THE SECRET STARLING, by Judith Eagle and Jo Rioux, Walker Books US, June 8, 2021, Hardcover, $16.99 (ages 8 and up — see review)
A girl’s world is turned upside down when her uncle/guardian suddenly disappears in Judith Eagle and Jo Rioux’s The Secret Starling.
Clara Starling lives a life of dull rules, deadly routine, and flavorless meals under her cold uncle’s strict regime — until the day Uncle disappears, leaving Clara alone in his old mansion.
When streetwise orphan Peter and his rescue cat arrive unexpectedly, the children seize the chance to live by their own rules. But when the pair’s wild romps through the halls of Braithwaite Manor reveal a single, worn ballet slipper, they are hurled into a mystery that will lead to London’s glittering Royal Opera House and the unraveling of twisted Starling family secrets of poison, passion, and murder. —Synopsis provided by Walker Books
The Secret Starling is an odd little book. It has the feel of the Lemony Snicket books minus the dead-pan narrator.
From the beginning, you know something is not right with Clara’s situation, and things go from bad to worse with every turn, and yet, somehow, you know that everything will turn out all right in the end. Clara’s confidence and ingenuity paired with Peter’s determination and loyalty make for a good pairing.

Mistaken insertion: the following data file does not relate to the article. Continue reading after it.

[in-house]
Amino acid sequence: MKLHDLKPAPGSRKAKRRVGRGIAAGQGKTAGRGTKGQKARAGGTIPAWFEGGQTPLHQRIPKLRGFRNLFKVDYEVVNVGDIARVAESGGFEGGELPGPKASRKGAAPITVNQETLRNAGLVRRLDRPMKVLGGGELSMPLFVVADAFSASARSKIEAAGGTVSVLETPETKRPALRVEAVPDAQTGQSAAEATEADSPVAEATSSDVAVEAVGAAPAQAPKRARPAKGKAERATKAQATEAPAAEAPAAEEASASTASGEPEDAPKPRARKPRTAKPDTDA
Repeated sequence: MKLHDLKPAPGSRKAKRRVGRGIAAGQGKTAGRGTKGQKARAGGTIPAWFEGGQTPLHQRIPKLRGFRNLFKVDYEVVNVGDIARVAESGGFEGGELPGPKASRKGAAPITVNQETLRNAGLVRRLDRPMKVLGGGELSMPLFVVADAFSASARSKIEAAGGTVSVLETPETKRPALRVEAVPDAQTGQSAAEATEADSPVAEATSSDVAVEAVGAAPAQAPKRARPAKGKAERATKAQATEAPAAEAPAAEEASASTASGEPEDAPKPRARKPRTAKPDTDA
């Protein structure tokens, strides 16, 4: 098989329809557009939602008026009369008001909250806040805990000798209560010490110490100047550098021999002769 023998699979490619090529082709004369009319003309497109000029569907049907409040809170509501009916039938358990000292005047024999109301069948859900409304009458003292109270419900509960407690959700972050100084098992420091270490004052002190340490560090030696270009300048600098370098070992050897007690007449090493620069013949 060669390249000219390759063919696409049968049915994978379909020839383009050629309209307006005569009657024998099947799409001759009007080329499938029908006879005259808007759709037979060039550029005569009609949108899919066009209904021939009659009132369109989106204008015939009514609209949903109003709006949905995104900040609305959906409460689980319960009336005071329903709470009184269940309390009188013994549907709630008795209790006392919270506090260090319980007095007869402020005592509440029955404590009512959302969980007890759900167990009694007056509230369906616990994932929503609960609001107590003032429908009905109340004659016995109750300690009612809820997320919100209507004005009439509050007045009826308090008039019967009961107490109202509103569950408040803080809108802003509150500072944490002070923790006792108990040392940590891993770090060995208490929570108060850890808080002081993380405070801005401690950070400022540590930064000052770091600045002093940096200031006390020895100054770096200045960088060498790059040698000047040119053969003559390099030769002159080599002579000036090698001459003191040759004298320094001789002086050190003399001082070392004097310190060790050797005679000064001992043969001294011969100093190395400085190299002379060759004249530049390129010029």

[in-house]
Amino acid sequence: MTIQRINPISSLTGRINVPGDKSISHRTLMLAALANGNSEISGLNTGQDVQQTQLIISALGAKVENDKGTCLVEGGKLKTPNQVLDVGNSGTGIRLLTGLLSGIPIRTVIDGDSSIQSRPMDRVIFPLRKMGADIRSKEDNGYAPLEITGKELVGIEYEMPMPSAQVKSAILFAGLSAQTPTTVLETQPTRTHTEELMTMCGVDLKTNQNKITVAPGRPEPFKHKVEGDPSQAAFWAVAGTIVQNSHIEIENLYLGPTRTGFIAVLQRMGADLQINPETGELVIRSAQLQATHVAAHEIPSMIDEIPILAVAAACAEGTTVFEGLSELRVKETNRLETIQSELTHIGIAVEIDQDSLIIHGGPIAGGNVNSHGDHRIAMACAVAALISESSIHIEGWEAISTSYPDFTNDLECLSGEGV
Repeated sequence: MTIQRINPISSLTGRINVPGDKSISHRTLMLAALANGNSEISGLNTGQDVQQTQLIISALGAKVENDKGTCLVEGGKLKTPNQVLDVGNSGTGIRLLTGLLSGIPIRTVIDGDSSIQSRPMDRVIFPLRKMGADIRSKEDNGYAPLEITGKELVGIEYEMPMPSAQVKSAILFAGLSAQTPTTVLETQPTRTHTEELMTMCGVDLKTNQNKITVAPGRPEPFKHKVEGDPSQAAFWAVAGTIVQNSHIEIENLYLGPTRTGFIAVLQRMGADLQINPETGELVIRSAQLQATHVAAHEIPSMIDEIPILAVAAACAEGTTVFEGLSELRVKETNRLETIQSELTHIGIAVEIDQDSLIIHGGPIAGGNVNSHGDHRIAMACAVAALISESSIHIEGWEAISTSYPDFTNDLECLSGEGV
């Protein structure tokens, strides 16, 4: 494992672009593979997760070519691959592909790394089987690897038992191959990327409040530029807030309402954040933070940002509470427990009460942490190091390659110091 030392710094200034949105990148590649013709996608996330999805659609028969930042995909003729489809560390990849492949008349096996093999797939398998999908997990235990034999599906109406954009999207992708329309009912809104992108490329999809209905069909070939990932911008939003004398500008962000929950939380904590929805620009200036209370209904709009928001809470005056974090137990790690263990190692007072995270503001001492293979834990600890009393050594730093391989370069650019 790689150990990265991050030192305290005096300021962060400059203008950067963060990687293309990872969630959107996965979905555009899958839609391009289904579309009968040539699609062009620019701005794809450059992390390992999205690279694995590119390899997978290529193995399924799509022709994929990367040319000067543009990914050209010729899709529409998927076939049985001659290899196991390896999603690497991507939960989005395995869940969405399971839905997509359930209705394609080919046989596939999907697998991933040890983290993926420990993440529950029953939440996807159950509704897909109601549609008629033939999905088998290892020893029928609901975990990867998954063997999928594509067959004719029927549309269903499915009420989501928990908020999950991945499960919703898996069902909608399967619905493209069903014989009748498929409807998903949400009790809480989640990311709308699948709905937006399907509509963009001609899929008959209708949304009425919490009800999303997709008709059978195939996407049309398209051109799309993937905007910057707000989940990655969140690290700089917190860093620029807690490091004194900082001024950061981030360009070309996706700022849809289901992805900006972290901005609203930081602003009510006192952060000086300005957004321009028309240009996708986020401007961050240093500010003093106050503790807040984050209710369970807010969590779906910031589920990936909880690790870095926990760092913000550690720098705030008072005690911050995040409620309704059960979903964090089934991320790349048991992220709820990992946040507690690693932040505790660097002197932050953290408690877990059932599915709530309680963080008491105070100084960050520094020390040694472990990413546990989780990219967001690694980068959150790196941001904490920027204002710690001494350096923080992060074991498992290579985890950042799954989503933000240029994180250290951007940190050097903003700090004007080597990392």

The bad guys/girls are exactly as you’d expect — hidden identities and nefarious intentions. And the other adults, while occasionally helpful, play minor roles throughout.
The publisher’s suggested age range for The Secret Starling is 10-14, but that skews a bit old. There’s nothing in it that would require a more mature reader, it includes illustrations, and the character’s ages are younger, as well. Rather, it’s better suited to readers ages 8 to 12.
The Secret Starling is a fairly fast read, with some engaging illustrations that aren’t necessary to the story but certainly add to the overall feel. It’s a good option for readers who are moving on to longer chapter books but still enjoy added artwork.
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